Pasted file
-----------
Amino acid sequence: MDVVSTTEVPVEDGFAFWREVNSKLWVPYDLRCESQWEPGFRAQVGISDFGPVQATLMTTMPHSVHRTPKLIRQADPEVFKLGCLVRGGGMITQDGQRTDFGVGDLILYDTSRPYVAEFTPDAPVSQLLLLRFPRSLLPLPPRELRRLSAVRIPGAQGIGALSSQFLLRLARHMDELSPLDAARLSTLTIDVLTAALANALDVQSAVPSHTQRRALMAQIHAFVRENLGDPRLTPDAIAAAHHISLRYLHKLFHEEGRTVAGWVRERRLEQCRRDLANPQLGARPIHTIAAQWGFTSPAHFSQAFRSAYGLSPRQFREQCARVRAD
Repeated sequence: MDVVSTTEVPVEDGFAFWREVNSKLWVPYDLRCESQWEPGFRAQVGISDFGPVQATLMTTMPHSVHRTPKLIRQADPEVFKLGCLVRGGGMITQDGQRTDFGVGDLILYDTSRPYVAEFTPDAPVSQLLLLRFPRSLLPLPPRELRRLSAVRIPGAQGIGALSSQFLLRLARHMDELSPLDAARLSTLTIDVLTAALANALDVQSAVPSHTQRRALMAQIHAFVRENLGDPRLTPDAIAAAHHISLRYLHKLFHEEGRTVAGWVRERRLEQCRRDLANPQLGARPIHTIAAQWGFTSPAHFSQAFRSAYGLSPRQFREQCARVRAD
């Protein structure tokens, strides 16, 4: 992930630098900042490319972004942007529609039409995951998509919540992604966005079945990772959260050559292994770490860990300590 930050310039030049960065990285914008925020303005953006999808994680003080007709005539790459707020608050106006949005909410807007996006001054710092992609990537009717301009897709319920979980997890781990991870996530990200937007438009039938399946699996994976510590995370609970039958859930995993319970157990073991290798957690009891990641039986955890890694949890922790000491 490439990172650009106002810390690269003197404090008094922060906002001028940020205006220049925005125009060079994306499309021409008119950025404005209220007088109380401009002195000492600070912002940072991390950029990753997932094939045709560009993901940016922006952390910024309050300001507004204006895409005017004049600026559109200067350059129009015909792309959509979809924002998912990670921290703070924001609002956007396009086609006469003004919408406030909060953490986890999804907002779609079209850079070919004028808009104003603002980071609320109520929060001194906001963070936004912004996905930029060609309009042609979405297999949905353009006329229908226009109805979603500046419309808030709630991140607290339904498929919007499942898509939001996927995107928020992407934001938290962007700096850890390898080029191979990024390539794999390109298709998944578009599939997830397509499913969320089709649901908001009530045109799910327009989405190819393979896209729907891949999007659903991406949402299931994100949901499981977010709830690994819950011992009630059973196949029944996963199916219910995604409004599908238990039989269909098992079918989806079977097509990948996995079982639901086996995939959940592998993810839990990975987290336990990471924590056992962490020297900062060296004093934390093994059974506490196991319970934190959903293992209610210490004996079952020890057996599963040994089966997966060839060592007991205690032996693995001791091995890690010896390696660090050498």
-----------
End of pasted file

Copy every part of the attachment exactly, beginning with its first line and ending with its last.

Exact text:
Amino acid sequence: MDVVSTTEVPVEDGFAFWREVNSKLWVPYDLRCESQWEPGFRAQVGISDFGPVQATLMTTMPHSVHRTPKLIRQADPEVFKLGCLVRGGGMITQDGQRTDFGVGDLILYDTSRPYVAEFTPDAPVSQLLLLRFPRSLLPLPPRELRRLSAVRIPGAQGIGALSSQFLLRLARHMDELSPLDAARLSTLTIDVLTAALANALDVQSAVPSHTQRRALMAQIHAFVRENLGDPRLTPDAIAAAHHISLRYLHKLFHEEGRTVAGWVRERRLEQCRRDLANPQLGARPIHTIAAQWGFTSPAHFSQAFRSAYGLSPRQFREQCARVRAD
Repeated sequence: MDVVSTTEVPVEDGFAFWREVNSKLWVPYDLRCESQWEPGFRAQVGISDFGPVQATLMTTMPHSVHRTPKLIRQADPEVFKLGCLVRGGGMITQDGQRTDFGVGDLILYDTSRPYVAEFTPDAPVSQLLLLRFPRSLLPLPPRELRRLSAVRIPGAQGIGALSSQFLLRLARHMDELSPLDAARLSTLTIDVLTAALANALDVQSAVPSHTQRRALMAQIHAFVRENLGDPRLTPDAIAAAHHISLRYLHKLFHEEGRTVAGWVRERRLEQCRRDLANPQLGARPIHTIAAQWGFTSPAHFSQAFRSAYGLSPRQFREQCARVRAD
């Protein structure tokens, strides 16, 4: 992930630098900042490319972004942007529609039409995951998509919540992604966005079945990772959260050559292994770490860990300590 930050310039030049960065990285914008925020303005953006999808994680003080007709005539790459707020608050106006949005909410807007996006001054710092992609990537009717301009897709319920979980997890781990991870996530990200937007438009039938399946699996994976510590995370609970039958859930995993319970157990073991290798957690009891990641039986955890890694949890922790000491 490439990172650009106002810390690269003197404090008094922060906002001028940020205006220049925005125009060079994306499309021409008119950025404005209220007088109380401009002195000492600070912002940072991390950029990753997932094939045709560009993901940016922006952390910024309050300001507004204006895409005017004049600026559109200067350059129009015909792309959509979809924002998912990670921290703070924001609002956007396009086609006469003004919408406030909060953490986890999804907002779609079209850079070919004028808009104003603002980071609320109520929060001194906001963070936004912004996905930029060609309009042609979405297999949905353009006329229908226009109805979603500046419309808030709630991140607290339904498929919007499942898509939001996927995107928020992407934001938290962007700096850890390898080029191979990024390539794999390109298709998944578009599939997830397509499913969320089709649901908001009530045109799910327009989405190819393979896209729907891949999007659903991406949402299931994100949901499981977010709830690994819950011992009630059973196949029944996963199916219910995604409004599908238990039989269909098992079918989806079977097509990948996995079982639901086996995939959940592998993810839990990975987290336990990471924590056992962490020297900062060296004093934390093994059974506490196991319970934190959903293992209610210490004996079952020890057996599963040994089966997966060839060592007991205690032996693995001791091995890690010896390696660090050498």